Take the 2-minute tour ×
Server Fault is a question and answer site for system and network administrators. It's 100% free, no registration required.

Using FreeBSD and a mounted NetApp NFS Share.

I'm trying to copy a file

FROM: localdisk/something.vmdk (size 527776 kilobytes)
TO: nfsmount/copy-something.vmdk (size 533168 kilobytes)

But it seems like from the above size I've demonstrated that the file somehow grew after the action of copying. Even though I'm just trying to duplicate the file.

Any idea's how this could happen? I'm simply running

cp localdisk/something.vmdk nfsmount/copy-something.vmdk

Then running a du on each to check file size and they're mysteriously growing in size.

uname -rs
FreeBSD 8.1-RELEASE-p2
share|improve this question
2  
This can happen if the block sizes of the filesystems are different. Are the source and destinationss formatted differently? –  Nathan C May 9 at 14:30
    
If you want to confirm that you have an exact copy of the file, it's usually better to run md5sum on both and compare the hash. If it's the same you can be sure the file is exactly the same. –  faker May 9 at 14:34
    
du reports disk space used not file size. For sparse files these are not the same. Does ls -ls show them the same size? (first column will be blocks used - may differ, latter size should be the same). –  Brian May 9 at 14:46
    
@Brian ls -ls still shows a difference. Source: 527776 Dst: 533168 –  rainereality May 9 at 14:58
    
@faker md5 reports a match: src: 224067840895a0499f2a0d8d33ecd185 dst: 224067840895a0499f2a0d8d33ecd185 –  rainereality May 9 at 14:59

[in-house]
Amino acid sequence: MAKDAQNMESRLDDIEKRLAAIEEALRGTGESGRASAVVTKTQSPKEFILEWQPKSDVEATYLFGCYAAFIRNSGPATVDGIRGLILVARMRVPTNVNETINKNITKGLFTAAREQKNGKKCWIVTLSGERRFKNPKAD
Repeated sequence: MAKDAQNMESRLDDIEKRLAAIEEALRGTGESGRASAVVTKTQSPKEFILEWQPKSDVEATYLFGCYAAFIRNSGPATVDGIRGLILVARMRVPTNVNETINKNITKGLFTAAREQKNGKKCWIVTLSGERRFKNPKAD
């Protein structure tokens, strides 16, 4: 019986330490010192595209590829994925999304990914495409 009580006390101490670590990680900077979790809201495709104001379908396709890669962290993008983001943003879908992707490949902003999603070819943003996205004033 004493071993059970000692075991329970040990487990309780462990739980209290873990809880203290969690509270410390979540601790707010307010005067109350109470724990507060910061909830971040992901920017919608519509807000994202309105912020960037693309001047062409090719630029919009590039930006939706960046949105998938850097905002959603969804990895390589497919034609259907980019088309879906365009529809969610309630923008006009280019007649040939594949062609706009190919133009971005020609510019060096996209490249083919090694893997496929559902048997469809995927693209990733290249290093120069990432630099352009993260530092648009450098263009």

1 Answer 1

Based on your comments, here's what I understand:

  • You have a VM saved on a local disk
  • You are trying to copy it to a Netapp NFS share with dedupe enabled to test dedupe

If this is true, the reason you're not seeing an immediate gain is probably that the deduplication on Netapp is post process. The Netapp does a bit-to-bit comparison of any candidate blocks as a background task before deduplicating (which replaces a duplicate block with a pointer to an original block). This process is managed centrally, so only your storage admin can tell you what the schedule is. It's a lot of reads, so people tend to not schedule it during, for example, backups.

share|improve this answer
    
You also won't see the dedupe saving on ls - you'll see the original file size. You may not even see it on dfas that depends rather if the exported filesystem is a volume or (quotaed) qtree. And whether snapshots are enabled. (First pass dedupe saving probably moves into snapshots, and only actually saves space once snaps expire) –  Sobrique May 15 at 14:27
    
The asker specified that they're using du :) –  Basil May 15 at 18:07

Your Answer

 
discard

By posting your answer, you agree to the privacy policy and terms of service.

Not the answer you're looking for? Browse other questions tagged or ask your own question.